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Doctor Who's Who's Who and the very first Doctor

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'Doctor Who's Who's Who' and the very first 'Doctor'

By Benjamin Morrison

Tom Baker seems charming and funny, and Jon Pertwee talks too much.

That's some of what's learned from "Doctor Who's Who's Who," an hour documentary airing Friday, 11:10 pm, Ch. 12. Also this week, the station offers the very first "Doctor Who" from Nov. 23, 1963, with William Hartnell as the Doctor, Saturday, 10 p.m., Ch. 12. (This begins a series of 17 Hartnell "Doctor Who" episodes at this time.)

The documentary gets off to a shaky start. Host-producer-director-editor Erik Luskin suffers from hype in mouth disease, speaking of fans standing in line "happily for hours" and of various personalities offering 'spellbinding" stories.

But this would seem designed for fans who are likely to forgive over-enthusiasm.

The show includes interviews with Peter Davison, Colin Baker and Jon Pertwee, plus a few words from a variety of Companions. (We hear that their purpose is to get into trouble and prompt exposition; Louise Jameson is wonderful talking about trying to find new ways to say, "What is it, Doctor?")

A few odd fellows show up. such as Isaac Asimov and "Star Trek's" George Takei.

Tom Baker appears before a Who convention and seems perhaps more interesting that his character. He knows how to involve an audience and keeps things in perspective by asking the fans for episode titles. He is, after all, only an actor.

That's also a point made by Pertwee, who points out flaws, such as the fact that Daleks have a blind spot and also can't do stairs.

Colin Baker notes that, as Doctor No. 6, his character used "little bits from all the Doctors."

We hear that fans write a lot of letters, which readers of Focus Forum know only too well, and hear a bit how American fans differ from the British.

Occasionally an anecdote will prompt a film clip though only occasionally. Fans will likely be in Who heaven, and others should be reasonably entertained and informed.

Suddenly it's 1968, with hairdos, music and clothes that look like "Valley of the Dolls."

And the first "Doctor Who" appears The 90-minute black-and-white episode is a good 15 minutes or so along before we see him — an old guy with white hair and a cranky disposition.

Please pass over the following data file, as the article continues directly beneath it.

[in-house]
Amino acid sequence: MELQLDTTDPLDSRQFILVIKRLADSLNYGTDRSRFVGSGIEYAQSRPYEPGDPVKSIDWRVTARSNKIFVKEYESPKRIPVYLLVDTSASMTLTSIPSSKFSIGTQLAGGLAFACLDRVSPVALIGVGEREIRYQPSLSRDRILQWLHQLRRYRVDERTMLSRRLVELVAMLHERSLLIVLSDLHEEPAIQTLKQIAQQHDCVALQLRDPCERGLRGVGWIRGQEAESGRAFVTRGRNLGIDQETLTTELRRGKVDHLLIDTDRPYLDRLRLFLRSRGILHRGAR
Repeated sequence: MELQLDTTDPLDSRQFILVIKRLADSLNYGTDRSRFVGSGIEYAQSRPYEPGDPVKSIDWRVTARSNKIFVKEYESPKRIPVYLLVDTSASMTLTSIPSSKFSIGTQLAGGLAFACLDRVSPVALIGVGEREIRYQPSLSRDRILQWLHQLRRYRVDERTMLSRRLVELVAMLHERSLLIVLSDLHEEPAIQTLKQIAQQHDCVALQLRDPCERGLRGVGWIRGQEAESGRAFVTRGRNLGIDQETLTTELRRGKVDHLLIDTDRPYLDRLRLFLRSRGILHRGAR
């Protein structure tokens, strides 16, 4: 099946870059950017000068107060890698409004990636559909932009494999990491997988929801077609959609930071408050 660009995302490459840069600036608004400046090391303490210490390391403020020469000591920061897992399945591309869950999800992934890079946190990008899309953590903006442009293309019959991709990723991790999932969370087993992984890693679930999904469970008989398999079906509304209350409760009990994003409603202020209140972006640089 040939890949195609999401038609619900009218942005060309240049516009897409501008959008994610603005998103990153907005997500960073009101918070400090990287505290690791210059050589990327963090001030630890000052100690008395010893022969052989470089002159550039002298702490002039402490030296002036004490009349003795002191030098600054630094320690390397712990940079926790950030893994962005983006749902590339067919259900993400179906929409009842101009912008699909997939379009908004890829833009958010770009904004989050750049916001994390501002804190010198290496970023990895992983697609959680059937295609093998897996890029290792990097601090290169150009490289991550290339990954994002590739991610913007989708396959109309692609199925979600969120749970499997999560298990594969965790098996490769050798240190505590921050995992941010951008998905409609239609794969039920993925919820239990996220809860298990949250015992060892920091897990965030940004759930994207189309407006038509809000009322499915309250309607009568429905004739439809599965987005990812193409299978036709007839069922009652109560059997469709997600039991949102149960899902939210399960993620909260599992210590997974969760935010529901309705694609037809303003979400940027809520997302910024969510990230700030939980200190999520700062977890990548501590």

The story begins at school, of all places, where Susan Foreman is the class weirdo. She's brilliant in her courses but doesn't know how many shillings are in a pound. And the address listed for her home is a junk yard.

Two teachers follow her there, and she disappears inside a police call box. Soon everyone — the girl, the teachers, the cranky old man — are hurtling through time and space, back to the stone age.

It seems an ancient tribe has lost the way to make fire. Luckily the cave people all speak good English, but there is still much ado and much to-do before the conflicts are resolved.

The show has the same stagebound feel as the newer "Who" shows, and fans will be interested to see how unchanged the TARDIS control panel is.

Theme music is the same, and credit visuals are similar. And, speaking as one who has been unmoved by "Doctor Who' for years, the story is no faster moving nor more interesting than now.

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  • APA 6th ed.: Morrison, Benjamin (1986-11-30). Doctor Who's Who's Who and the very first Doctor. The New Orleans Times-Picayune p. This Week, p. 7.
  • MLA 7th ed.: Morrison, Benjamin. "Doctor Who's Who's Who and the very first Doctor." The New Orleans Times-Picayune [add city] 1986-11-30, This Week, p. 7. Print.
  • Chicago 15th ed.: Morrison, Benjamin. "Doctor Who's Who's Who and the very first Doctor." The New Orleans Times-Picayune, edition, sec., 1986-11-30
  • Turabian: Morrison, Benjamin. "Doctor Who's Who's Who and the very first Doctor." The New Orleans Times-Picayune, 1986-11-30, section, This Week, p. 7 edition.
  • Wikipedia (this article): <ref>{{cite news| title=Doctor Who's Who's Who and the very first Doctor | url= | work=The New Orleans Times-Picayune | pages=This Week, p. 7 | date=1986-11-30 | via=Doctor Who Cuttings Archive | accessdate=18 May 2021 }}</ref>
  • Wikipedia (this page): <ref>{{cite web | title=Doctor Who's Who's Who and the very first Doctor | url= | work=Doctor Who Cuttings Archive | accessdate=18 May 2021}}</ref>